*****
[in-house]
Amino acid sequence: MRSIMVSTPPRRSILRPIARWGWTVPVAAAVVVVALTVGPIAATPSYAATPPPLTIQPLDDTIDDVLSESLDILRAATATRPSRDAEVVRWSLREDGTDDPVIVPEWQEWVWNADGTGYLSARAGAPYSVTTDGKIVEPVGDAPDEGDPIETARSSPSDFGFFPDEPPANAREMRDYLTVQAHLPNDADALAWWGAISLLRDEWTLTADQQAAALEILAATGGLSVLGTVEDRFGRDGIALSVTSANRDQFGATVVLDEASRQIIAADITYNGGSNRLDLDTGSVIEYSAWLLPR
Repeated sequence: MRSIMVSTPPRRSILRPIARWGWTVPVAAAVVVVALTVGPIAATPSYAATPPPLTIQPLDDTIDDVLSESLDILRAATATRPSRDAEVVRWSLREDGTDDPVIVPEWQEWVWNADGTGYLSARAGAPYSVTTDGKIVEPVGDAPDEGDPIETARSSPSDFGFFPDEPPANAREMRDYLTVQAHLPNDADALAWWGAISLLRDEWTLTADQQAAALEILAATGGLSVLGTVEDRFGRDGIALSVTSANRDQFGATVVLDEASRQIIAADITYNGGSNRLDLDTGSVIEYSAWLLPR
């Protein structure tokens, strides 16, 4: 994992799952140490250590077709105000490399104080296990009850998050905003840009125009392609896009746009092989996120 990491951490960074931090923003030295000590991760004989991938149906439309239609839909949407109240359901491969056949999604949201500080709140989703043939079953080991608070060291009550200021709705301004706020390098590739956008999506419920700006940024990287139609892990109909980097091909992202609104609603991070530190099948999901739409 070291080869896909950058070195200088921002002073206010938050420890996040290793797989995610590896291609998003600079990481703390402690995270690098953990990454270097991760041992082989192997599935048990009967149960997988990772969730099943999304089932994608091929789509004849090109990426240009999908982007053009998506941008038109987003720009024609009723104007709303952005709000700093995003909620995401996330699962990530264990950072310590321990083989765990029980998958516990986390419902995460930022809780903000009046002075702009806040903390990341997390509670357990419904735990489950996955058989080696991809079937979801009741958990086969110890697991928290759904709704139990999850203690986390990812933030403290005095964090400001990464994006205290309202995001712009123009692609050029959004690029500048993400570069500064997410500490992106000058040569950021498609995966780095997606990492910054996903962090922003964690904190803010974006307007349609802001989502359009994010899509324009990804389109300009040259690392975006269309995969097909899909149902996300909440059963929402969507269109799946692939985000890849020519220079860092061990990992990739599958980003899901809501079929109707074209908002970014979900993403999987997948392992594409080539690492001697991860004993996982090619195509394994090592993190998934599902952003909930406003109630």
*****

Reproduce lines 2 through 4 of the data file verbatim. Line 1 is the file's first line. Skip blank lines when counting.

Amino acid sequence: MRSIMVSTPPRRSILRPIARWGWTVPVAAAVVVVALTVGPIAATPSYAATPPPLTIQPLDDTIDDVLSESLDILRAATATRPSRDAEVVRWSLREDGTDDPVIVPEWQEWVWNADGTGYLSARAGAPYSVTTDGKIVEPVGDAPDEGDPIETARSSPSDFGFFPDEPPANAREMRDYLTVQAHLPNDADALAWWGAISLLRDEWTLTADQQAAALEILAATGGLSVLGTVEDRFGRDGIALSVTSANRDQFGATVVLDEASRQIIAADITYNGGSNRLDLDTGSVIEYSAWLLPR
Repeated sequence: MRSIMVSTPPRRSILRPIARWGWTVPVAAAVVVVALTVGPIAATPSYAATPPPLTIQPLDDTIDDVLSESLDILRAATATRPSRDAEVVRWSLREDGTDDPVIVPEWQEWVWNADGTGYLSARAGAPYSVTTDGKIVEPVGDAPDEGDPIETARSSPSDFGFFPDEPPANAREMRDYLTVQAHLPNDADALAWWGAISLLRDEWTLTADQQAAALEILAATGGLSVLGTVEDRFGRDGIALSVTSANRDQFGATVVLDEASRQIIAADITYNGGSNRLDLDTGSVIEYSAWLLPR
């Protein structure tokens, strides 16, 4: 994992799952140490250590077709105000490399104080296990009850998050905003840009125009392609896009746009092989996120 990491951490960074931090923003030295000590991760004989991938149906439309239609839909949407109240359901491969056949999604949201500080709140989703043939079953080991608070060291009550200021709705301004706020390098590739956008999506419920700006940024990287139609892990109909980097091909992202609104609603991070530190099948999901739409 070291080869896909950058070195200088921002002073206010938050420890996040290793797989995610590896291609998003600079990481703390402690995270690098953990990454270097991760041992082989192997599935048990009967149960997988990772969730099943999304089932994608091929789509004849090109990426240009999908982007053009998506941008038109987003720009024609009723104007709303952005709000700093995003909620995401996330699962990530264990950072310590321990083989765990029980998958516990986390419902995460930022809780903000009046002075702009806040903390990341997390509670357990419904735990489950996955058989080696991809079937979801009741958990086969110890697991928290759904709704139990999850203690986390990812933030403290005095964090400001990464994006205290309202995001712009123009692609050029959004690029500048993400570069500064997410500490992106000058040569950021498609995966780095997606990492910054996903962090922003964690904190803010974006307007349609802001989502359009994010899509324009990804389109300009040259690392975006269309995969097909899909149902996300909440059963929402969507269109799946692939985000890849020519220079860092061990990992990739599958980003899901809501079929109707074209908002970014979900993403999987997948392992594409080539690492001697991860004993996982090619195509394994090592993190998934599902952003909930406003109630």